Sure the Dow has been hitting nominal highs lately. But it won’t be a real Dow record high until we move a little higher, thanks to our frenemy inflation.
There’s a lot of excitement in investing circles surrounding all of the recent milestones hit by the Dow Jones Industrial Average. The Dow broke through 16000! The Dow ended above 16000! This is a new high!
It’s true that the Dow recently made it through the 16000 mark for the first time ever. But that’s just the?nominal?high. My buddy InvestorJunkie and I were talking about the stock market yesterday, and he pointed out that we have a little ways to go if we are going to see a?real?Dow record high.
Our Frenemy Inflation
The reason we talk about nominal (in-name) and real highs for things like stocks and income is due to inflation. Inflation is the frenemy of the finance world. It?looks as though things are going well because the numbers are higher. You make more money, or the stock market busts through increasingly-ridiculous levels (could we really see Dow 30000?).
In reality, though, the nature of inflation means that you aren’t seeing as much value as you think you’re seeing. Inflation is the erosion of your purchasing power. It’s a general rise in prices. Inflation is the reason that it takes more money to buy the same thing over time. Think back to your childhood. Think about how much candy you could buy with a dollar. Now, think about how much candy you can buy now with a dollar. You can buy less candy with the same amount of money, or you can spend more money to get the same amount of candy. That’s inflation.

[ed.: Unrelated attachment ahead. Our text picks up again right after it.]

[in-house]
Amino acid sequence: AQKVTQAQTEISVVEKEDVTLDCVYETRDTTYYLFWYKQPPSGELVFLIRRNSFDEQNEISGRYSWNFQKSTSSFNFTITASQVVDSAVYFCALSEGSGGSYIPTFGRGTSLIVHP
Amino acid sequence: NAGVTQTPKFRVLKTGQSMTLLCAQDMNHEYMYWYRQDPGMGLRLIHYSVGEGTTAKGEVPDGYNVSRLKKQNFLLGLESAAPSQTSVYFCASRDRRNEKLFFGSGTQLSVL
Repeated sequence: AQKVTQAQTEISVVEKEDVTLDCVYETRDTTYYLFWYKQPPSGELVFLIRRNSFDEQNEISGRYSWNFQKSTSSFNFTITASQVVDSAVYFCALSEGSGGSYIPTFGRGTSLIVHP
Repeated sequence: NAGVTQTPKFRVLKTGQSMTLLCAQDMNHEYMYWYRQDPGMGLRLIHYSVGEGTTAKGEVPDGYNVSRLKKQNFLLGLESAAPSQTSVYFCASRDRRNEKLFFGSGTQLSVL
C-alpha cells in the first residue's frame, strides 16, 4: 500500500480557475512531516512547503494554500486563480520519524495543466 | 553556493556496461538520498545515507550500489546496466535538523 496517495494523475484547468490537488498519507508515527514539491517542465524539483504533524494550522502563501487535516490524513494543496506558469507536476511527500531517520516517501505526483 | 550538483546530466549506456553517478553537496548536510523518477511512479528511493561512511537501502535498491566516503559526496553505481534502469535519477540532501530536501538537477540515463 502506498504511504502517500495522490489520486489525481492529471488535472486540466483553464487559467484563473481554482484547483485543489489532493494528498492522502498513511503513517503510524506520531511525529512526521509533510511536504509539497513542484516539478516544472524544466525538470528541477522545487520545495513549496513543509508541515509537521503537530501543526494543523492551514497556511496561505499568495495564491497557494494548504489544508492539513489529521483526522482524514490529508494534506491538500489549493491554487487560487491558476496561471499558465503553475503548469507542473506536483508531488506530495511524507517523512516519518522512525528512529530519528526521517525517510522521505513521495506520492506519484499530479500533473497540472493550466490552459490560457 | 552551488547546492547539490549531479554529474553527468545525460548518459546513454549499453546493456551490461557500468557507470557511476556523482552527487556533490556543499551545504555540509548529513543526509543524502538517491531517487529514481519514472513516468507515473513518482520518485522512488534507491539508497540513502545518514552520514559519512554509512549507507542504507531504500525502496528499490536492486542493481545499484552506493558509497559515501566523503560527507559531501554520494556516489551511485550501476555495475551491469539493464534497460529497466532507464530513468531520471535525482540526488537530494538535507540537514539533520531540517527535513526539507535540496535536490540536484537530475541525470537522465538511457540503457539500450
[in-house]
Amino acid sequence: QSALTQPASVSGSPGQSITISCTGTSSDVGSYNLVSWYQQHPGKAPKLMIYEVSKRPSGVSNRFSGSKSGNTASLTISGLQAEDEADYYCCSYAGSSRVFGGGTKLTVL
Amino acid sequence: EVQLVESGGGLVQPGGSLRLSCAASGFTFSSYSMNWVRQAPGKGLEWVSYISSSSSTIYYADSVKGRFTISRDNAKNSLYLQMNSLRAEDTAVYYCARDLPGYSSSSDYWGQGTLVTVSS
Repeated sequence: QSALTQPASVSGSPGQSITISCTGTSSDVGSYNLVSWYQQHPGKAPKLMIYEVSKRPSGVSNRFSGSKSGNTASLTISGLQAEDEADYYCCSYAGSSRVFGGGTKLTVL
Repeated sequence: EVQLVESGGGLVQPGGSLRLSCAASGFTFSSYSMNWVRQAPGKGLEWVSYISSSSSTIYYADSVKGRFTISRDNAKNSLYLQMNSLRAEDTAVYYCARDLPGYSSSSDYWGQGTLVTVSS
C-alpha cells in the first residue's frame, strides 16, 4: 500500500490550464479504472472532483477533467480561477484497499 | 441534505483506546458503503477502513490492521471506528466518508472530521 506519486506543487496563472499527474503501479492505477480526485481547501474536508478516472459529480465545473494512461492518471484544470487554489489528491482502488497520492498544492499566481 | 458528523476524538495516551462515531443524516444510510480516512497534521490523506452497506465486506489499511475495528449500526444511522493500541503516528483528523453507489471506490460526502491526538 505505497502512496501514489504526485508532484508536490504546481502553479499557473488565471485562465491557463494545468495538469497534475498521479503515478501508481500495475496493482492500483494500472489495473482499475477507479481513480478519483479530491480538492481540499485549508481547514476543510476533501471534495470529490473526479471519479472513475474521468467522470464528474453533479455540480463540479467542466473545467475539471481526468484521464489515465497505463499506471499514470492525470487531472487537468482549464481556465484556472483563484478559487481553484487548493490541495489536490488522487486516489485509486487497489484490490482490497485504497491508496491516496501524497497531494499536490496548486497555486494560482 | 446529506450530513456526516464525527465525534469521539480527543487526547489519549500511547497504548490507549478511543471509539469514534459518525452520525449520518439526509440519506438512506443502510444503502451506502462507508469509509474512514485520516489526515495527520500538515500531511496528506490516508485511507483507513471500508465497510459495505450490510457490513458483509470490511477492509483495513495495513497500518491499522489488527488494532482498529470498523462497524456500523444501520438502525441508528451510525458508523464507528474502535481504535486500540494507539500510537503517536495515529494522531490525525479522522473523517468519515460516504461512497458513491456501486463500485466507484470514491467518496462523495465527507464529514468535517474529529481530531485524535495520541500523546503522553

By The Wall Street Journal’s measure in terms that take account for inflation over time, the Dow record high won’t be reached until it hits 16219.52. Right at this very second, the Dow is at 16095.74. Yes, the Dow has logged session after session of gains, and investors seem to manifest exuberance over making this real?Dow record high?happen.
Is the Dow a Good Measure of the Economy?
We can’t forget, too, that the Dow Jones Industrial Average is often touted as a measure of economic health. The Dow is gaining, so the economy must be improving. It’s a nice thought, and stock market performance (don’t forget about the S&P 500 and the Nasdaq!) can provide clues about how things are going. But it’s important not to put too much stock in the Dow. Remember: It’s actually composed of very few of the stocks on the market. It’s true that they are all rather large and influential stocks, but there are still?only a few of them.
It’s also important to remember that good stock market performance can give us a false sense of security about how your own financial picture looks. The recent improvement in 401(k) balances is a good example. Yes, balances are growing. But that’s due largely to the recent stock market rally. All of that wealth disappears suddenly if there’s a crash.
This doesn’t mean that you shouldn’t invest in stocks, however. Over time, stocks still provide one of the best ways to grow wealth. Even a big 5000-point drop right now would still put you ahead if you bought stocks in 2009, or if you had been investing since the 1990s.
You just need to have a realistic view of the situation. Don’t get caught up in the hype of a Dow record high (although paying attention to such things could prevent you from being taken by surprise with a crash, since it can indicate that we are in a bubble). And later, when things go bad for a little while, don’t panic and sell your investments at a loss.
What do you think? What happens after we hit the inflation-adjusted Dow record high? Are we headed for another crash?